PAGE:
Because a basis for original jurisdiction existed in this case, the district court had the discretion to retain jurisdiction over the plaintiff's supplemental state law claims once it dismissed the underlying federal claim. See 28 U.S.C. § 1367(c)(3) ("[D]istrict courts may decline to exercise supplemental jurisdiction over a claim" if "the district court has dismissed all claims over which it has original jurisdiction ....") (emphasis added). In reviewing such a decision to retain jurisdiction we consider factors such as judicial economy, convenience, fairness, and comity. Thus, if
Purgess v. Sharrock, 33 F.3d 134, 138 (2d Cir.1994) (quoting 28 U.S.C.A. § 1367, Practice Commentary at 835 (1993)). We find that the magistrate judge, having presided over the case since April 6, 1994, and having dismissed Nowak's federal claim only nine days before it was set for trial, acted well within his discretion in exercising supplemental jurisdiction over Nowak's related state causes of action.
B. State Law Contract Claims
We turn now to Nowak's contract claims under New York law. Nowak contends that the district court erred in determining that the provisions of the 1973 Plan were unambiguous as a matter of law with respect to the requirements for receiving a disability retirement pension, thereby rendering him ineligible for such benefits.
We have repeatedly held that, in a contract dispute, summary judgment may be granted only where the language of the contract is unambiguous. See, e.g., Sayers v. Rochester Tel. Corp., 7 F.3d 1091, 1094 (2d Cir.1993). Under New York law, whether a written contract is ambiguous is a question of law for the trial court whose determinations will be reviewed de novo. W.W.W. Assoc., Inc. v. Giancontieri, 77 N.Y.2d 157, 163, 565 N.Y.S.2d 440, 443, 566 N.E.2d 639 (1990). Contract terms are ambiguous if they are
Sayers, 7 F.3d at 1095 (internal quotation marks omitted). When the relevant language has "a definite and precise meaning, unattended by danger of misconception in the purport of the [contract] itself, and concerning which there is no reasonable basis for a difference of opinion," no ambiguity exists. Breed v. Ins. Co. of North America, 46 N.Y.2d 351, 355, 413 N.Y.S.2d 352, 355, 385 N.E.2d 1280 (1978). On a motion for summary judgment, any ambiguity must be construed against the moving parties, which in this case are the defendants-appellants. Seiden Assoc. Inc. v. ANC Holdings, Inc., 959 F.2d 425, 429 (2d Cir.1992).
Upon de novo review, we conclude that the district court properly granted summary judgment in favor of the defendants. The 1973 Plan clearly and unambiguously renders Nowak ineligible for a disability retirement pension. Under ¶ 3.4 of the Plan, which establishes the criteria for receiving a Total Disability Retirement Pension, the plaintiff must have become "Totally Disabled on or after June 1, 1966, and ... [have] completed at least 15 years of Credited Service." Paragraph 2.1 of the Plan states that Credited Service must be calculated "in accordance with this Section 2." (Emphasis added.) Specifically, under ¶ 2.5, an employee who suffers a "Break in Service before he has completed the age, service and other requirements for retirement ... shall lose all Credited Service under the Plan for employment prior to such Break in Service." (Emphasis added.)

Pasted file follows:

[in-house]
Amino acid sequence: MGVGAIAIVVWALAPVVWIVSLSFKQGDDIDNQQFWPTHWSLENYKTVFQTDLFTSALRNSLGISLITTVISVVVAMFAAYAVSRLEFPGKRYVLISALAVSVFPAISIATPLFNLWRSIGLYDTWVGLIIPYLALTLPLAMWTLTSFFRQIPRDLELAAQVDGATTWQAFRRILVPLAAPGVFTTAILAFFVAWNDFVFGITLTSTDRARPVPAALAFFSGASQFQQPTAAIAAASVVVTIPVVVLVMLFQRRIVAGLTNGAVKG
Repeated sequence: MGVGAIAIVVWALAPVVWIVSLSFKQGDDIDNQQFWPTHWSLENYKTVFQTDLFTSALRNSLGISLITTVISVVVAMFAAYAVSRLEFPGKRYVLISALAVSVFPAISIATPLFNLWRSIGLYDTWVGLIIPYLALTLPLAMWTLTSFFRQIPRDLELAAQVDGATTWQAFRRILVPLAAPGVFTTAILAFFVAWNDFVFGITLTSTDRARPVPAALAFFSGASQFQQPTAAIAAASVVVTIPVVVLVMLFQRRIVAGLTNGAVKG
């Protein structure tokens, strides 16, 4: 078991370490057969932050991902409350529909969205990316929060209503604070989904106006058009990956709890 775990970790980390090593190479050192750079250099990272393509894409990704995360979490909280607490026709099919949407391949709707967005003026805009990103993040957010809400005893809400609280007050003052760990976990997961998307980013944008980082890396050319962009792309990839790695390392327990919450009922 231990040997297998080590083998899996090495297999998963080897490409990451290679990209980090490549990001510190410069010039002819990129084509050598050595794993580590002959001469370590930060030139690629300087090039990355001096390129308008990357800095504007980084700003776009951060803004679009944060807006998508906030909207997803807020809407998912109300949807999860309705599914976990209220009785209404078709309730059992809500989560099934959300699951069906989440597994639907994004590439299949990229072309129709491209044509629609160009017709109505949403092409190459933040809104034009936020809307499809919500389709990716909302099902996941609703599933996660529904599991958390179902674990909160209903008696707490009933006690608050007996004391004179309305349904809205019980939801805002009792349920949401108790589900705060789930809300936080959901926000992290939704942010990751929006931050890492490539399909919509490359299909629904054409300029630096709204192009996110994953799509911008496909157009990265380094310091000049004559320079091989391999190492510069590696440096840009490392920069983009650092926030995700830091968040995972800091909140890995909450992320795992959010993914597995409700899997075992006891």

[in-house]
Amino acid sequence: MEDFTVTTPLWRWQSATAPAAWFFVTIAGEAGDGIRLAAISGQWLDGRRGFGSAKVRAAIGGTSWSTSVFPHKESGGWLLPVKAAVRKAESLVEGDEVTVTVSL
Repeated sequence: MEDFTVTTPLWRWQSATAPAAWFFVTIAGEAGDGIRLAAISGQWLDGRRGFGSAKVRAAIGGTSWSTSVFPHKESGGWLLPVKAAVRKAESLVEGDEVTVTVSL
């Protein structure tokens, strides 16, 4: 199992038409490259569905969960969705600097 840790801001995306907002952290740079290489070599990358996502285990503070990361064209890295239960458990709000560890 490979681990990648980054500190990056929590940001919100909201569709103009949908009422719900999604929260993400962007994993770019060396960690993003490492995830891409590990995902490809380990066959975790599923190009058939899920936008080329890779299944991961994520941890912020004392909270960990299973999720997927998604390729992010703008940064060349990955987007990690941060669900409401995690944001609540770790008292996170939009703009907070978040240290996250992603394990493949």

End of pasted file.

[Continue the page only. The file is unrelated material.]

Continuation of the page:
Nowak concedes that he suffered a break in service in 1973 and that he became disabled in 1993. Because his break in service occurred before he fulfilled the requirements for obtaining a Total Disability Retirement Pension under ¶ 3.4 — that is, before he became disabled — Nowak, pursuant to ¶ 2.5, lost all credited service accumulated before 1973. Accordingly, he was unable to accrue the fifteen years of credited service needed to obtain a disability pension under ¶ 3.4.
Nowak argues that the break-in-service provision of ¶ 2.5 is ambiguous insofar as the term "other requirements" in ¶ 2.5 does not specifically incorporate ¶ 3.4's requirement that he be "Totally Disabled." Contrary to Nowak's contention, when read in conjunction with the rest of the Plan, the phrase "other requirements for retirement" clearly includes the criteria for receiving any of the
Because we find the terms of the 1973 Plan to be unambiguous, we need not reach Nowak's arguments urging us to apply contra proferentum and other rules of construction to resolve the alleged ambiguity against the defendants. Based on the clear, unambiguous terms of the 1973 Plan, Nowak is ineligible for the disability retirement pension, and the district court properly granted summary judgment in favor of the defendants.
1. Because Nowak's jurisdictional allegations were neither immaterial nor insubstantial, we construe the district court's dismissal of his claim for pension benefits under ERISA as a dismissal on the merits pursuant to Rule 12(b)(6).
2. The district court acted within its discretion, pursuant to 28 U.S.C. § 1367(c)(3), in exercising supplemental jurisdiction over Nowak's related state law claims.
3. Because the Plan clearly and unambiguously rendered Nowak ineligible for a disability pension, summary judgment was properly granted in favor of the defendants.
Accordingly, the judgment of the district court is affirmed.